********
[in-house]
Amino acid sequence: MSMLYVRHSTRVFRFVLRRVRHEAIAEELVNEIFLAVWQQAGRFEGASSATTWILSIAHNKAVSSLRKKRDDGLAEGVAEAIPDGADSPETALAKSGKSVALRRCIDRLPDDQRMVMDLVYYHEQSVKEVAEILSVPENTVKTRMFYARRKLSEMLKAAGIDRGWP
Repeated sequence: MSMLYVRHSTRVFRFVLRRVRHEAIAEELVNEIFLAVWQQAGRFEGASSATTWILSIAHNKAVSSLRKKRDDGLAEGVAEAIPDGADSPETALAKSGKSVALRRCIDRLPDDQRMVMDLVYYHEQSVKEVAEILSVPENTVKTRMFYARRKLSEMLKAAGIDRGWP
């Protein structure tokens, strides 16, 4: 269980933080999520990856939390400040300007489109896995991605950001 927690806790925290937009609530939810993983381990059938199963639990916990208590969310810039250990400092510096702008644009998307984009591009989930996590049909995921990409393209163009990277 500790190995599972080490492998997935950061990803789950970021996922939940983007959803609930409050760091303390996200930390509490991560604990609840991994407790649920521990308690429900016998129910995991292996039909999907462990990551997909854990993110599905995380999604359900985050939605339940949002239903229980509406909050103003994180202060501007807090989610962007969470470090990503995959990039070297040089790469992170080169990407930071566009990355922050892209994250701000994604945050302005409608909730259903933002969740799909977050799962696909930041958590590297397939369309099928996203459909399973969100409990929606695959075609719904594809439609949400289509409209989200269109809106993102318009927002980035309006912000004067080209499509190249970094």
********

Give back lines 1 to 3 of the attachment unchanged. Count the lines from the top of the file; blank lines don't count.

[in-house]
Amino acid sequence: MSMLYVRHSTRVFRFVLRRVRHEAIAEELVNEIFLAVWQQAGRFEGASSATTWILSIAHNKAVSSLRKKRDDGLAEGVAEAIPDGADSPETALAKSGKSVALRRCIDRLPDDQRMVMDLVYYHEQSVKEVAEILSVPENTVKTRMFYARRKLSEMLKAAGIDRGWP
Repeated sequence: MSMLYVRHSTRVFRFVLRRVRHEAIAEELVNEIFLAVWQQAGRFEGASSATTWILSIAHNKAVSSLRKKRDDGLAEGVAEAIPDGADSPETALAKSGKSVALRRCIDRLPDDQRMVMDLVYYHEQSVKEVAEILSVPENTVKTRMFYARRKLSEMLKAAGIDRGWP